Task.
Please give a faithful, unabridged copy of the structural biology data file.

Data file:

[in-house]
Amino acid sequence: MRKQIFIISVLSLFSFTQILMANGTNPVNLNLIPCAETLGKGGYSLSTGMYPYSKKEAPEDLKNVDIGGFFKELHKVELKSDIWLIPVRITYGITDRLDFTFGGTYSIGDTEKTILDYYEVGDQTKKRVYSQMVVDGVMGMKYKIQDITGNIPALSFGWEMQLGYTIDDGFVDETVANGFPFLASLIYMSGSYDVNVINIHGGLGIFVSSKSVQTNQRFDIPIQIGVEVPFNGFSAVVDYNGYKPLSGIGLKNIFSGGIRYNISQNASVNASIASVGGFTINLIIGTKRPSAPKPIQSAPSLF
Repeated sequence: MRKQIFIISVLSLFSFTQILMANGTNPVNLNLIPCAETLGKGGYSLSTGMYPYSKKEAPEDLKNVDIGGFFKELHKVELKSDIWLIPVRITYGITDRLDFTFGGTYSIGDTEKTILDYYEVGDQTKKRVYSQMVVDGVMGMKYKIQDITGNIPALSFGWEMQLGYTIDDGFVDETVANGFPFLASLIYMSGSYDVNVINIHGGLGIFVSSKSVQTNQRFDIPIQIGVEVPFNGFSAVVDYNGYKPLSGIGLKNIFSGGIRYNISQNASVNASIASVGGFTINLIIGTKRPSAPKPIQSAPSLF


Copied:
[in-house]
Amino acid sequence: MRKQIFIISVLSLFSFTQILMANGTNPVNLNLIPCAETLGKGGYSLSTGMYPYSKKEAPEDLKNVDIGGFFKELHKVELKSDIWLIPVRITYGITDRLDFTFGGTYSIGDTEKTILDYYEVGDQTKKRVYSQMVVDGVMGMKYKIQDITGNIPALSFGWEMQLGYTIDDGFVDETVANGFPFLASLIYMSGSYDVNVINIHGGLGIFVSSKSVQTNQRFDIPIQIGVEVPFNGFSAVVDYNGYKPLSGIGLKNIFSGGIRYNISQNASVNASIASVGGFTINLIIGTKRPSAPKPIQSAPSLF
Repeated sequence: MRKQIFIISVLSLFSFTQILMANGTNPVNLNLIPCAETLGKGGYSLSTGMYPYSKKEAPEDLKNVDIGGFFKELHKVELKSDIWLIPVRITYGITDRLDFTFGGTYSIGDTEKTILDYYEVGDQTKKRVYSQMVVDGVMGMKYKIQDITGNIPALSFGWEMQLGYTIDDGFVDETVANGFPFLASLIYMSGSYDVNVINIHGGLGIFVSSKSVQTNQRFDIPIQIGVEVPFNGFSAVVDYNGYKPLSGIGLKNIFSGGIRYNISQNASVNASIASVGGFTINLIIGTKRPSAPKPIQSAPSLF